The Government needs to review its 5p-a-litre fuel duty increase in light of Russia's invasion of Ukraine pushing up prices at the pump, a fuel distributor has said.
Jon Best, Chief Operating Officer of ATF Fuels, said that the Government needed to balance duty rises with its increased income from GST which is accompanying the current record-high fuel prices.
This week, there were warnings that prices could surge to as much as £1.75 per litre amid news from the US that a boycott of Russian energy is being considered, which pushed the price of oil to nearly $140 dollars per barrel.
Speaking to a Scrutiny Panel of politicians, specifically about the Government’s Carbon Neutral Roadmap, which is due to be lodged for debate this week, Mr Best said: “Over the last two weeks, the international fuel markets have changed beyond recognition.
“In my 22 years’ experience in this industry, I have never seen such a volatile market. The last time I remember seeing such market movements was the 11 September attacks in New York, when prices also significant soared overnight, but they fell back thereafter.
“As the conflict continues and sanctions are applied to Russia, I think it is likely that fuel prices will remain high and possibly go higher for a sustained period of time.
“I think it has implications on the Carbon Neutral Roadmap. Firstly, in the short-term, the Government are likely to see an increase in its GST returns from fuel sales, because of the price of the fuel. These are increases that it can’t have budgeted for.
“I would estimate, as we speak today, there is an additional 2.5p per litre sold received by Government compared to 12 months ago.”
Pictured: Mr Best said that ATF Fuels are the only distributor to sell 100% first-generation biofuels in the island.
He added: “During that time, fuel duty has increased by 5p a litre - 3p of that allocated to strategies for the Climate Emergency Fund.
“Therefore, with the cost of living pressures affecting most people, we think the Government can provide some form of assistance at this time to the public of Jersey by a balancing out of those two functions.”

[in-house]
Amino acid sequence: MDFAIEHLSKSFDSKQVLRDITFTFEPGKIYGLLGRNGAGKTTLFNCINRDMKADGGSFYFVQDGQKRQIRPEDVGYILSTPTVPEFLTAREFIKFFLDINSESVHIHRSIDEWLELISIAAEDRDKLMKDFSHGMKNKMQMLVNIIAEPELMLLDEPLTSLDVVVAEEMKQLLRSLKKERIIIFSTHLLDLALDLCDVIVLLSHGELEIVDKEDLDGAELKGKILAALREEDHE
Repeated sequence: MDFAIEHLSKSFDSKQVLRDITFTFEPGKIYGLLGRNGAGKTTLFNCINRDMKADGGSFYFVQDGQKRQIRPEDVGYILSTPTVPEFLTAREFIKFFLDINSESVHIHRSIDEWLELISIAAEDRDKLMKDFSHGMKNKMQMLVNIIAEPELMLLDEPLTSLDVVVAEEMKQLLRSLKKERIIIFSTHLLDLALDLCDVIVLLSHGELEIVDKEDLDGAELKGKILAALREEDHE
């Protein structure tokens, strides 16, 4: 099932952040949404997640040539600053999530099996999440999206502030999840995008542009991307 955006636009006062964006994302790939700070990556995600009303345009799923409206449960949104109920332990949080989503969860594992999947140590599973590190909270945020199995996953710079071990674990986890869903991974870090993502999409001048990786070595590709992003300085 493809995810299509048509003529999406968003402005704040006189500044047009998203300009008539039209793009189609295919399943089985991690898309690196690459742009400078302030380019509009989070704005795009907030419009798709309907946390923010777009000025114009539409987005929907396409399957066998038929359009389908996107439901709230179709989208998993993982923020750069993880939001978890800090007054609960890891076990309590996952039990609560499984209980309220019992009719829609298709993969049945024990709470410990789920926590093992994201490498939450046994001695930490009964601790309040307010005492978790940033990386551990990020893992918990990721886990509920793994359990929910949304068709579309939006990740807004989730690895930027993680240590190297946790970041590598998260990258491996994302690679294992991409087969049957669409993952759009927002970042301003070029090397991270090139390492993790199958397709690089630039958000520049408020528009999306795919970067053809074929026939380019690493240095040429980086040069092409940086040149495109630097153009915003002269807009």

Mr Best added that the Government needed to act further.
“What we are seeing in Russia and Ukraine means that we need to ensure, as an island, that we have a more diverse range of supply to provide more security.
“It also means that we need to do everything we can to support a transition to more renewable forms of transport fuels and, ultimately, while we are going through that transition, supporting the push towards electrification.
“Finally, contained within the Carbon Neutral Roadmap, the officers have made assumptions for fuel prices and those may need to be reconsidered in the light of the ever-changing environment that we are now experiencing.”
Concerning the Carbon Neutral Roadmap, which sets out how this and future governments can meet a target of net-zero-carbon emissions by 2050, Mr Best said that, while the draft document made provisions to subsidise 100% vegetable-based ‘second-generation’ biofuels, it was wrong to omit ‘first-generation biofuels’, which contain a percentage of renewable ingredients.
AFT, he said, were the only supplier in Jersey to sell only biofuels on its forecourts and to its commercial customers, which include LibertyBus and Ferryspeed.
Pictured: ATF's COO said the distributor supplies biofuel to LibertyBus.
“As the UK, the US, Australia and EU countries have done, Jersey should mandate the use of biofuels, such as the ones that we supply. If you were to do that, we estimate that would equate to nearly 7,000 cars taken off the road in Jersey," he said.
“I believe that would be around 10% of all Jersey motor vehicles you could impact immediately. If you look at the Government-commissioned report that has informed the Carbon Neutral Roadmap, the biofuels that are around today are mentioned as being able to provide immediate change. However, they are not mentioned in the roadmap.”
Mr Best added that he had reservations about the Government’s plan to ban the registration of all new petrol and diesel cars by 2030, as he doubted the on-street charging infrastructure would be in place within eight years.
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